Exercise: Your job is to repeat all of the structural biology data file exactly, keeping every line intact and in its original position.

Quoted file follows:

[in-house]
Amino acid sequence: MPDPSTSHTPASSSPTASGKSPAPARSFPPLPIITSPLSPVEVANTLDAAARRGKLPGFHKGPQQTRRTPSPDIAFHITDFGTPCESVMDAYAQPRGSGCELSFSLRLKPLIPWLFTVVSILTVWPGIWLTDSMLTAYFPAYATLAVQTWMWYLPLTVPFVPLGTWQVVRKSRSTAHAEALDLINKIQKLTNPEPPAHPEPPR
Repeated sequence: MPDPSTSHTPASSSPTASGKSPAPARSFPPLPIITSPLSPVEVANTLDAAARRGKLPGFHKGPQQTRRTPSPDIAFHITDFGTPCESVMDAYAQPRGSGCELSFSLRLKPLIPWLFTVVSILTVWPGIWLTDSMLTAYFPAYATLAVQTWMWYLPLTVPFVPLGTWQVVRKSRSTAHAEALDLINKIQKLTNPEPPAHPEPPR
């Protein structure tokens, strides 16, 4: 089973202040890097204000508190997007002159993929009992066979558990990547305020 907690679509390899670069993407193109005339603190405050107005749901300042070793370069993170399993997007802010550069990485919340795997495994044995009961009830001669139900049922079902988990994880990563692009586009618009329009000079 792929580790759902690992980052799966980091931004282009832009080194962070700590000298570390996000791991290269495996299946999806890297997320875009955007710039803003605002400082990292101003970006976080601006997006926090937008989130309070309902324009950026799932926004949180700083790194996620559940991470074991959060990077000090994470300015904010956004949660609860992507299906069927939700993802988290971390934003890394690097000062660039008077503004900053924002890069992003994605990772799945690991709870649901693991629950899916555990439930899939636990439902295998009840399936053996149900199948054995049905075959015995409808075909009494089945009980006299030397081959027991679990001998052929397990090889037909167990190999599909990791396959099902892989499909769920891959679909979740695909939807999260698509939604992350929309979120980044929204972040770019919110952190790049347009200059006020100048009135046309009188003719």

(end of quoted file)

[in-house]
Amino acid sequence: MPDPSTSHTPASSSPTASGKSPAPARSFPPLPIITSPLSPVEVANTLDAAARRGKLPGFHKGPQQTRRTPSPDIAFHITDFGTPCESVMDAYAQPRGSGCELSFSLRLKPLIPWLFTVVSILTVWPGIWLTDSMLTAYFPAYATLAVQTWMWYLPLTVPFVPLGTWQVVRKSRSTAHAEALDLINKIQKLTNPEPPAHPEPPR
Repeated sequence: MPDPSTSHTPASSSPTASGKSPAPARSFPPLPIITSPLSPVEVANTLDAAARRGKLPGFHKGPQQTRRTPSPDIAFHITDFGTPCESVMDAYAQPRGSGCELSFSLRLKPLIPWLFTVVSILTVWPGIWLTDSMLTAYFPAYATLAVQTWMWYLPLTVPFVPLGTWQVVRKSRSTAHAEALDLINKIQKLTNPEPPAHPEPPR
């Protein structure tokens, strides 16, 4: 089973202040890097204000508190997007002159993929009992066979558990990547305020 907690679509390899670069993407193109005339603190405050107005749901300042070793370069993170399993997007802010550069990485919340795997495994044995009961009830001669139900049922079902988990994880990563692009586009618009329009000079 792929580790759902690992980052799966980091931004282009832009080194962070700590000298570390996000791991290269495996299946999806890297997320875009955007710039803003605002400082990292101003970006976080601006997006926090937008989130309070309902324009950026799932926004949180700083790194996620559940991470074991959060990077000090994470300015904010956004949660609860992507299906069927939700993802988290971390934003890394690097000062660039008077503004900053924002890069992003994605990772799945690991709870649901693991629950899916555990439930899939636990439902295998009840399936053996149900199948054995049905075959015995409808075909009494089945009980006299030397081959027991679990001998052929397990090889037909167990190999599909990791396959099902892989499909769920891959679909979740695909939807999260698509939604992350929309979120980044929204972040770019919110952190790049347009200059006020100048009135046309009188003719």